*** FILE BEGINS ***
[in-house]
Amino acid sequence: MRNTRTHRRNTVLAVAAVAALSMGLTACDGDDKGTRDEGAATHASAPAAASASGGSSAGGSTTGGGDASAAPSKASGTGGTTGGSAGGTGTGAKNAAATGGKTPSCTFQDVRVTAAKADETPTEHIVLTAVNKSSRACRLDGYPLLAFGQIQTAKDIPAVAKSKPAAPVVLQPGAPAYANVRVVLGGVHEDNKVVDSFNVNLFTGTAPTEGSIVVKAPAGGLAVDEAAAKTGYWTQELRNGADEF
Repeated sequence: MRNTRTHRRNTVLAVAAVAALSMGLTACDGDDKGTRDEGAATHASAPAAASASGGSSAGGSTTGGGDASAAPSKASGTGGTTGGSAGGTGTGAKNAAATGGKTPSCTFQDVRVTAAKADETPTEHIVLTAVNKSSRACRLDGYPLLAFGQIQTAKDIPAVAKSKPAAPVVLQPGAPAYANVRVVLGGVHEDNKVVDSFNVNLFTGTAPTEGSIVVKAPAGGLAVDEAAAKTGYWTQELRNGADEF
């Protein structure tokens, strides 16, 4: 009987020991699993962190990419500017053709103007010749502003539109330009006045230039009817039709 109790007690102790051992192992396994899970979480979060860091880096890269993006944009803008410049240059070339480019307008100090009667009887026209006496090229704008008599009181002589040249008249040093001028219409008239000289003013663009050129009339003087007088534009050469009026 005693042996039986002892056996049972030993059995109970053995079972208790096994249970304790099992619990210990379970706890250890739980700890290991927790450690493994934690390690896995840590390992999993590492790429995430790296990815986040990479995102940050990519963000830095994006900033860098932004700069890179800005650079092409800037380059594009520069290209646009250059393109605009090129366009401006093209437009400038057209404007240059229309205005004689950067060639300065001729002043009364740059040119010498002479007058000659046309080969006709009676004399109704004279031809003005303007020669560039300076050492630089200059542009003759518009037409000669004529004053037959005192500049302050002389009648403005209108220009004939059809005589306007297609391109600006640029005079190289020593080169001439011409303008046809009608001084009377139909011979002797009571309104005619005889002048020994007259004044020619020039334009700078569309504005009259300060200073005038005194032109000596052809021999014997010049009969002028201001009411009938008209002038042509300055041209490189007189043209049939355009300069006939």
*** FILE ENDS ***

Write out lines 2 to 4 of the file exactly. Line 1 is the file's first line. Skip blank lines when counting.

Amino acid sequence: MRNTRTHRRNTVLAVAAVAALSMGLTACDGDDKGTRDEGAATHASAPAAASASGGSSAGGSTTGGGDASAAPSKASGTGGTTGGSAGGTGTGAKNAAATGGKTPSCTFQDVRVTAAKADETPTEHIVLTAVNKSSRACRLDGYPLLAFGQIQTAKDIPAVAKSKPAAPVVLQPGAPAYANVRVVLGGVHEDNKVVDSFNVNLFTGTAPTEGSIVVKAPAGGLAVDEAAAKTGYWTQELRNGADEF
Repeated sequence: MRNTRTHRRNTVLAVAAVAALSMGLTACDGDDKGTRDEGAATHASAPAAASASGGSSAGGSTTGGGDASAAPSKASGTGGTTGGSAGGTGTGAKNAAATGGKTPSCTFQDVRVTAAKADETPTEHIVLTAVNKSSRACRLDGYPLLAFGQIQTAKDIPAVAKSKPAAPVVLQPGAPAYANVRVVLGGVHEDNKVVDSFNVNLFTGTAPTEGSIVVKAPAGGLAVDEAAAKTGYWTQELRNGADEF
């Protein structure tokens, strides 16, 4: 009987020991699993962190990419500017053709103007010749502003539109330009006045230039009817039709 109790007690102790051992192992396994899970979480979060860091880096890269993006944009803008410049240059070339480019307008100090009667009887026209006496090229704008008599009181002589040249008249040093001028219409008239000289003013663009050129009339003087007088534009050469009026 005693042996039986002892056996049972030993059995109970053995079972208790096994249970304790099992619990210990379970706890250890739980700890290991927790450690493994934690390690896995840590390992999993590492790429995430790296990815986040990479995102940050990519963000830095994006900033860098932004700069890179800005650079092409800037380059594009520069290209646009250059393109605009090129366009401006093209437009400038057209404007240059229309205005004689950067060639300065001729002043009364740059040119010498002479007058000659046309080969006709009676004399109704004279031809003005303007020669560039300076050492630089200059542009003759518009037409000669004529004053037959005192500049302050002389009648403005209108220009004939059809005589306007297609391109600006640029005079190289020593080169001439011409303008046809009608001084009377139909011979002797009571309104005619005889002048020994007259004044020619020039334009700078569309504005009259300060200073005038005194032109000596052809021999014997010049009969002028201001009411009938008209002038042509300055041209490189007189043209049939355009300069006939």